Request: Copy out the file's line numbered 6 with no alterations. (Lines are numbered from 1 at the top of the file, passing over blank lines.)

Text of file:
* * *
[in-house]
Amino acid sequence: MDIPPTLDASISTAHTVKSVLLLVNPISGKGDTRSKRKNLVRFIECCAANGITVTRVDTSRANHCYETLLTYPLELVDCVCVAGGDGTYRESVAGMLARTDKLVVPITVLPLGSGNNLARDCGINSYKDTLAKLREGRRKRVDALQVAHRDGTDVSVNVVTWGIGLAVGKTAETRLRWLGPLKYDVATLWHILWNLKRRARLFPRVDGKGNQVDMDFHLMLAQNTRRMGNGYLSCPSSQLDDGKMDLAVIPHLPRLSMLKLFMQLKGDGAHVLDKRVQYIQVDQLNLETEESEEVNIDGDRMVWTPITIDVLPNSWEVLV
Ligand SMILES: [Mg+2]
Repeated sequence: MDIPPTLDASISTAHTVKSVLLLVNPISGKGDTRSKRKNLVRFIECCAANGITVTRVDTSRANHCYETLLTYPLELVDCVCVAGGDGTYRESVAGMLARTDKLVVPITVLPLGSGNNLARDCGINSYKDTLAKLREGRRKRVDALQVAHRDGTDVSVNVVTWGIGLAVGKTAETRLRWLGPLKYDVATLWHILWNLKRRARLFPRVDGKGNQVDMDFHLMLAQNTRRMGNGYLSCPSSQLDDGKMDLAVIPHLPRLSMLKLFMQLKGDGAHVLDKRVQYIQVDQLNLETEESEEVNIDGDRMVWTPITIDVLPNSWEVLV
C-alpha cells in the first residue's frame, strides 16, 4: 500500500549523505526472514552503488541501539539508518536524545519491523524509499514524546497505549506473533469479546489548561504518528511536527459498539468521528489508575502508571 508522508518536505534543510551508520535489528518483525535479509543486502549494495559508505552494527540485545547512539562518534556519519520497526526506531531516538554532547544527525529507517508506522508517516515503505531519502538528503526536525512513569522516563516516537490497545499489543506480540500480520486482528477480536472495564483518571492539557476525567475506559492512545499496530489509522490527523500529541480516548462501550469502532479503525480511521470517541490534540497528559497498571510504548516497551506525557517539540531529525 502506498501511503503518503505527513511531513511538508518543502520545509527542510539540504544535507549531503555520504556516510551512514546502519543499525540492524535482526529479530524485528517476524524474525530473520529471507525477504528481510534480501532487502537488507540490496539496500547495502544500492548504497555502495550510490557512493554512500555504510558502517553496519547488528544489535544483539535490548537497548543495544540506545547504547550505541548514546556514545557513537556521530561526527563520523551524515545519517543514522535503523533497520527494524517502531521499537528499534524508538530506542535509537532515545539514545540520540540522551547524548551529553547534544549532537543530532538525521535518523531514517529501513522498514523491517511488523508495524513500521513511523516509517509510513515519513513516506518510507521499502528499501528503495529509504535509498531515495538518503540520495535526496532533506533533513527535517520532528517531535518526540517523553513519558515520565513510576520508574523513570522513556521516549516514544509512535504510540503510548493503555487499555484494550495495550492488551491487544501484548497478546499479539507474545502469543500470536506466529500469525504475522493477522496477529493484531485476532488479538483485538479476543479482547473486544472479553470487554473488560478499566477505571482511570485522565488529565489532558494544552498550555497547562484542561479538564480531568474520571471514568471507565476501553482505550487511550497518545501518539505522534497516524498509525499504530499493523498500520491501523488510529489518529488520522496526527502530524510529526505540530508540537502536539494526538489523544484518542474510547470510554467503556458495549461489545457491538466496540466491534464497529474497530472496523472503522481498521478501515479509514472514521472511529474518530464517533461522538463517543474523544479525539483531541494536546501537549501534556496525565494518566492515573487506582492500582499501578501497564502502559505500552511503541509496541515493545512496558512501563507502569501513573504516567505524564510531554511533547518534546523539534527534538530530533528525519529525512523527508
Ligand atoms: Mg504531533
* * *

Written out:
Ligand atoms: Mg504531533